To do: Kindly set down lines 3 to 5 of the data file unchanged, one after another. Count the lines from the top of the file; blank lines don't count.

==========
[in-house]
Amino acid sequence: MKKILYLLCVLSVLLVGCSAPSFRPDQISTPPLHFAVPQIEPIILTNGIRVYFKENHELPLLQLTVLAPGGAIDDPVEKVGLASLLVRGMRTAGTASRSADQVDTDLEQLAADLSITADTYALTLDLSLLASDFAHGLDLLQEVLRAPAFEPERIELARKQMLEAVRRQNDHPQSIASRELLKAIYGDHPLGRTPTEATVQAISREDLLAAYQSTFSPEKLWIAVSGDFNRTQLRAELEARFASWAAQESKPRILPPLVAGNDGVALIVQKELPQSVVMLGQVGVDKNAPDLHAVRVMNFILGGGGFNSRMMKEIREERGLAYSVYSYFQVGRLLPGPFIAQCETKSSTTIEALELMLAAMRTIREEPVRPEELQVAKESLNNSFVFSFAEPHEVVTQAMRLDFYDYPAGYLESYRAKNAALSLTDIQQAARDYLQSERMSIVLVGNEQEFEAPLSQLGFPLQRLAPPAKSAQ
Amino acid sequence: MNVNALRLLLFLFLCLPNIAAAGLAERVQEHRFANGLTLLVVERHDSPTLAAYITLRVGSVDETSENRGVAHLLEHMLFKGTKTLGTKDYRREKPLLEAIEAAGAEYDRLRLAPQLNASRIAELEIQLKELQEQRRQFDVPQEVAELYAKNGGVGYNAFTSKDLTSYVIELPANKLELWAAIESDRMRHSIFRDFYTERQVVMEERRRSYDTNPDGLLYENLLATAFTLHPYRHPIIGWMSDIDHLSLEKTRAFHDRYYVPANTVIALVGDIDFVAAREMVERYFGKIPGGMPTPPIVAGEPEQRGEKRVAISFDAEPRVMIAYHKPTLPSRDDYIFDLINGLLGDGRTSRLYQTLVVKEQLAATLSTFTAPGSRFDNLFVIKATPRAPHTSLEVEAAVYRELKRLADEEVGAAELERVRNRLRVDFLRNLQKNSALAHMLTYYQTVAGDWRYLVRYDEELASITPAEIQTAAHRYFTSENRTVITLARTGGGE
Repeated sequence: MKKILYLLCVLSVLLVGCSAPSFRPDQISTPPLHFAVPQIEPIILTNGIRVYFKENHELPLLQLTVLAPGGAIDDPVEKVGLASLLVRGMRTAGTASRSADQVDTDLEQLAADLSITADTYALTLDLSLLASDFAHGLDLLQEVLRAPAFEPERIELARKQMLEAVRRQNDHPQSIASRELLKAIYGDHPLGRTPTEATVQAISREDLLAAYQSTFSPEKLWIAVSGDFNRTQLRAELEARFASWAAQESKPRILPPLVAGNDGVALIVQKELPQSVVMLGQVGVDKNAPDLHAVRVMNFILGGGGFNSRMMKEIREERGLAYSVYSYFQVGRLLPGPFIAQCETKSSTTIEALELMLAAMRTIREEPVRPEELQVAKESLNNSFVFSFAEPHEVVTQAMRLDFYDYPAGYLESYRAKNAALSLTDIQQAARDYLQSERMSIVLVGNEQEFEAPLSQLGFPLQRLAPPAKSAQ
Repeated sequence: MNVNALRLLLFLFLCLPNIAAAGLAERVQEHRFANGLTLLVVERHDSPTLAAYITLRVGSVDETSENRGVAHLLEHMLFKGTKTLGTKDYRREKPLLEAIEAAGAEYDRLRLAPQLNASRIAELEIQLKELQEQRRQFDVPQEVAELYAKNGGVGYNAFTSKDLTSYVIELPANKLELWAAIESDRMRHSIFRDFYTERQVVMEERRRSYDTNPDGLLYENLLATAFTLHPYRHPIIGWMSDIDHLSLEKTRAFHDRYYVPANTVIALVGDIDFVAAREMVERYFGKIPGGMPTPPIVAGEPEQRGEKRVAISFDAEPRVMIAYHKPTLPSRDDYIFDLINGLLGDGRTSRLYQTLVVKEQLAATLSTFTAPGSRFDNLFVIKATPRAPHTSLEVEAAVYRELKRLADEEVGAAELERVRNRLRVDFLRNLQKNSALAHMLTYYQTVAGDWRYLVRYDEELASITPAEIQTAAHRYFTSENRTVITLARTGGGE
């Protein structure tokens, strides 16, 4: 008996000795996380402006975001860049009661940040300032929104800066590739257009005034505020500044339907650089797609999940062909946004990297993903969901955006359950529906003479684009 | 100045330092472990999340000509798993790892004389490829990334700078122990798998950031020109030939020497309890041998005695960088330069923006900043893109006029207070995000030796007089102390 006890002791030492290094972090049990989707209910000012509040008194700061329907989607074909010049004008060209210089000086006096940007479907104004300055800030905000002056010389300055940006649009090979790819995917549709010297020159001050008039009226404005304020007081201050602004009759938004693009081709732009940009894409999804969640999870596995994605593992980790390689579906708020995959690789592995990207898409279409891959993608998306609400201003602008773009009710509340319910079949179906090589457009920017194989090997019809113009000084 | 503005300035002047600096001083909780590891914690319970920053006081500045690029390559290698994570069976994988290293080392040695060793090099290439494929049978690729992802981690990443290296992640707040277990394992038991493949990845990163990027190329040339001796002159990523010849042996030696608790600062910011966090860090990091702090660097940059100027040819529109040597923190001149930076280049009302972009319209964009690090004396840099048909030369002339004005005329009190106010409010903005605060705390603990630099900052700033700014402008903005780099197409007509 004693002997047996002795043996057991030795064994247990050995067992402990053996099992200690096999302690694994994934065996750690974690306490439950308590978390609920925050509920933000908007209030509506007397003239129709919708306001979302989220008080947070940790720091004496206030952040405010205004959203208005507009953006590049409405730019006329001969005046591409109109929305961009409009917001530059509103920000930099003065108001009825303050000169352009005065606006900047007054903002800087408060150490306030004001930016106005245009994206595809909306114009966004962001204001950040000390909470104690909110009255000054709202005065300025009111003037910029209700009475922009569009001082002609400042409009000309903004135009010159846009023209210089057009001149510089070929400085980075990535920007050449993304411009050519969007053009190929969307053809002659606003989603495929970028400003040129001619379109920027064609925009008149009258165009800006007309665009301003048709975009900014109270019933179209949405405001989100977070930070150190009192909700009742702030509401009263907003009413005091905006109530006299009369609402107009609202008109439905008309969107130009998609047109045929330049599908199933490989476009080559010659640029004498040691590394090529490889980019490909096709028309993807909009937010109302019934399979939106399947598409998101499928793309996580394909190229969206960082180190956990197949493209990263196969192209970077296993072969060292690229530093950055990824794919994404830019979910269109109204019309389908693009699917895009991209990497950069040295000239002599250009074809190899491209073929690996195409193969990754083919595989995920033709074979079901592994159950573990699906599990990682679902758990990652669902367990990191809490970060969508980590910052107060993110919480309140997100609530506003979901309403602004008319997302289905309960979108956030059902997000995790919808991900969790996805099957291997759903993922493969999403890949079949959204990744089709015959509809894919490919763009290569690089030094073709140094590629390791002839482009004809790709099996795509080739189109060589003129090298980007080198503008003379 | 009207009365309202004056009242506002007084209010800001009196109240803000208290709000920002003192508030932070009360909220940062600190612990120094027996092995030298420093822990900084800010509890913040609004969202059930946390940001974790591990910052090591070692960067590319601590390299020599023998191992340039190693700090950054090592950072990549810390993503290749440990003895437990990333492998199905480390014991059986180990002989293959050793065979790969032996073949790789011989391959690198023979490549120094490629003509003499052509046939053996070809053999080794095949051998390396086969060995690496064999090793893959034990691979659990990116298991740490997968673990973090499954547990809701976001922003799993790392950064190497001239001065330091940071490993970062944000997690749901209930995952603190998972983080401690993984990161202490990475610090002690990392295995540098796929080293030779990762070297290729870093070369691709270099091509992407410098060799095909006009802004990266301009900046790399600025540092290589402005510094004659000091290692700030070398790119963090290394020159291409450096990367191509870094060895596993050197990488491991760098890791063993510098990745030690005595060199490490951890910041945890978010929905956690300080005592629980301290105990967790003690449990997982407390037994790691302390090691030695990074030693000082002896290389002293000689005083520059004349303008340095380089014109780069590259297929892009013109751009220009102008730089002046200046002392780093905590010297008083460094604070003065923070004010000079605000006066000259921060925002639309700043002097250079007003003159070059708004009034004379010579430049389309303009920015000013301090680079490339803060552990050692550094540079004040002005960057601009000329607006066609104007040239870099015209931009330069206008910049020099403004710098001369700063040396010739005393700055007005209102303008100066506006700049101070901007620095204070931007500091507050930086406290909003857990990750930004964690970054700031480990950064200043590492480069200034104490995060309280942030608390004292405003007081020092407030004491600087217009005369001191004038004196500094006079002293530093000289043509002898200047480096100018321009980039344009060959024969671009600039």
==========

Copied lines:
Amino acid sequence: MNVNALRLLLFLFLCLPNIAAAGLAERVQEHRFANGLTLLVVERHDSPTLAAYITLRVGSVDETSENRGVAHLLEHMLFKGTKTLGTKDYRREKPLLEAIEAAGAEYDRLRLAPQLNASRIAELEIQLKELQEQRRQFDVPQEVAELYAKNGGVGYNAFTSKDLTSYVIELPANKLELWAAIESDRMRHSIFRDFYTERQVVMEERRRSYDTNPDGLLYENLLATAFTLHPYRHPIIGWMSDIDHLSLEKTRAFHDRYYVPANTVIALVGDIDFVAAREMVERYFGKIPGGMPTPPIVAGEPEQRGEKRVAISFDAEPRVMIAYHKPTLPSRDDYIFDLINGLLGDGRTSRLYQTLVVKEQLAATLSTFTAPGSRFDNLFVIKATPRAPHTSLEVEAAVYRELKRLADEEVGAAELERVRNRLRVDFLRNLQKNSALAHMLTYYQTVAGDWRYLVRYDEELASITPAEIQTAAHRYFTSENRTVITLARTGGGE
Repeated sequence: MKKILYLLCVLSVLLVGCSAPSFRPDQISTPPLHFAVPQIEPIILTNGIRVYFKENHELPLLQLTVLAPGGAIDDPVEKVGLASLLVRGMRTAGTASRSADQVDTDLEQLAADLSITADTYALTLDLSLLASDFAHGLDLLQEVLRAPAFEPERIELARKQMLEAVRRQNDHPQSIASRELLKAIYGDHPLGRTPTEATVQAISREDLLAAYQSTFSPEKLWIAVSGDFNRTQLRAELEARFASWAAQESKPRILPPLVAGNDGVALIVQKELPQSVVMLGQVGVDKNAPDLHAVRVMNFILGGGGFNSRMMKEIREERGLAYSVYSYFQVGRLLPGPFIAQCETKSSTTIEALELMLAAMRTIREEPVRPEELQVAKESLNNSFVFSFAEPHEVVTQAMRLDFYDYPAGYLESYRAKNAALSLTDIQQAARDYLQSERMSIVLVGNEQEFEAPLSQLGFPLQRLAPPAKSAQ
Repeated sequence: MNVNALRLLLFLFLCLPNIAAAGLAERVQEHRFANGLTLLVVERHDSPTLAAYITLRVGSVDETSENRGVAHLLEHMLFKGTKTLGTKDYRREKPLLEAIEAAGAEYDRLRLAPQLNASRIAELEIQLKELQEQRRQFDVPQEVAELYAKNGGVGYNAFTSKDLTSYVIELPANKLELWAAIESDRMRHSIFRDFYTERQVVMEERRRSYDTNPDGLLYENLLATAFTLHPYRHPIIGWMSDIDHLSLEKTRAFHDRYYVPANTVIALVGDIDFVAAREMVERYFGKIPGGMPTPPIVAGEPEQRGEKRVAISFDAEPRVMIAYHKPTLPSRDDYIFDLINGLLGDGRTSRLYQTLVVKEQLAATLSTFTAPGSRFDNLFVIKATPRAPHTSLEVEAAVYRELKRLADEEVGAAELERVRNRLRVDFLRNLQKNSALAHMLTYYQTVAGDWRYLVRYDEELASITPAEIQTAAHRYFTSENRTVITLARTGGGE